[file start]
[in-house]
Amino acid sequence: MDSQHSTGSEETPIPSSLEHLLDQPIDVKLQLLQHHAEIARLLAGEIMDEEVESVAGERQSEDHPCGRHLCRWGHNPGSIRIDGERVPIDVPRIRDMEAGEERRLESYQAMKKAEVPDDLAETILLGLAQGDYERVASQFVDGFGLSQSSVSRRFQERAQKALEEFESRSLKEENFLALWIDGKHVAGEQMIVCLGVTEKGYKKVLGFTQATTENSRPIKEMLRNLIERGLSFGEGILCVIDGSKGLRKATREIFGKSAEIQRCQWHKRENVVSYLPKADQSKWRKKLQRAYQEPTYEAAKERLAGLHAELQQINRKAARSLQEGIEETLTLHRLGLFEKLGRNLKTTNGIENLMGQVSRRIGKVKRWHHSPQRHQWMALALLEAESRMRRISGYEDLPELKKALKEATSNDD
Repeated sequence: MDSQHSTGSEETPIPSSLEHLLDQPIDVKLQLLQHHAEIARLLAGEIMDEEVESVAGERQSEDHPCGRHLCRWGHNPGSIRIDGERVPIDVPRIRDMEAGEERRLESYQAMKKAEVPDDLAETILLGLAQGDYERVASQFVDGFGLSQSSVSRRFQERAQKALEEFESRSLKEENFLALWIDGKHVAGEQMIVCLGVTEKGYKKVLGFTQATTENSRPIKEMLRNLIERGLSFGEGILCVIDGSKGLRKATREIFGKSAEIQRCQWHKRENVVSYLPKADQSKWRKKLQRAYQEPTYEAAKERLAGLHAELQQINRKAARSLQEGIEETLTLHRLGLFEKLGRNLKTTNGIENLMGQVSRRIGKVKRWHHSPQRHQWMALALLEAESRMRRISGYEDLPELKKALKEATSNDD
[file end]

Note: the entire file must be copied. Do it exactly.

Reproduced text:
[in-house]
Amino acid sequence: MDSQHSTGSEETPIPSSLEHLLDQPIDVKLQLLQHHAEIARLLAGEIMDEEVESVAGERQSEDHPCGRHLCRWGHNPGSIRIDGERVPIDVPRIRDMEAGEERRLESYQAMKKAEVPDDLAETILLGLAQGDYERVASQFVDGFGLSQSSVSRRFQERAQKALEEFESRSLKEENFLALWIDGKHVAGEQMIVCLGVTEKGYKKVLGFTQATTENSRPIKEMLRNLIERGLSFGEGILCVIDGSKGLRKATREIFGKSAEIQRCQWHKRENVVSYLPKADQSKWRKKLQRAYQEPTYEAAKERLAGLHAELQQINRKAARSLQEGIEETLTLHRLGLFEKLGRNLKTTNGIENLMGQVSRRIGKVKRWHHSPQRHQWMALALLEAESRMRRISGYEDLPELKKALKEATSNDD
Repeated sequence: MDSQHSTGSEETPIPSSLEHLLDQPIDVKLQLLQHHAEIARLLAGEIMDEEVESVAGERQSEDHPCGRHLCRWGHNPGSIRIDGERVPIDVPRIRDMEAGEERRLESYQAMKKAEVPDDLAETILLGLAQGDYERVASQFVDGFGLSQSSVSRRFQERAQKALEEFESRSLKEENFLALWIDGKHVAGEQMIVCLGVTEKGYKKVLGFTQATTENSRPIKEMLRNLIERGLSFGEGILCVIDGSKGLRKATREIFGKSAEIQRCQWHKRENVVSYLPKADQSKWRKKLQRAYQEPTYEAAKERLAGLHAELQQINRKAARSLQEGIEETLTLHRLGLFEKLGRNLKTTNGIENLMGQVSRRIGKVKRWHHSPQRHQWMALALLEAESRMRRISGYEDLPELKKALKEATSNDD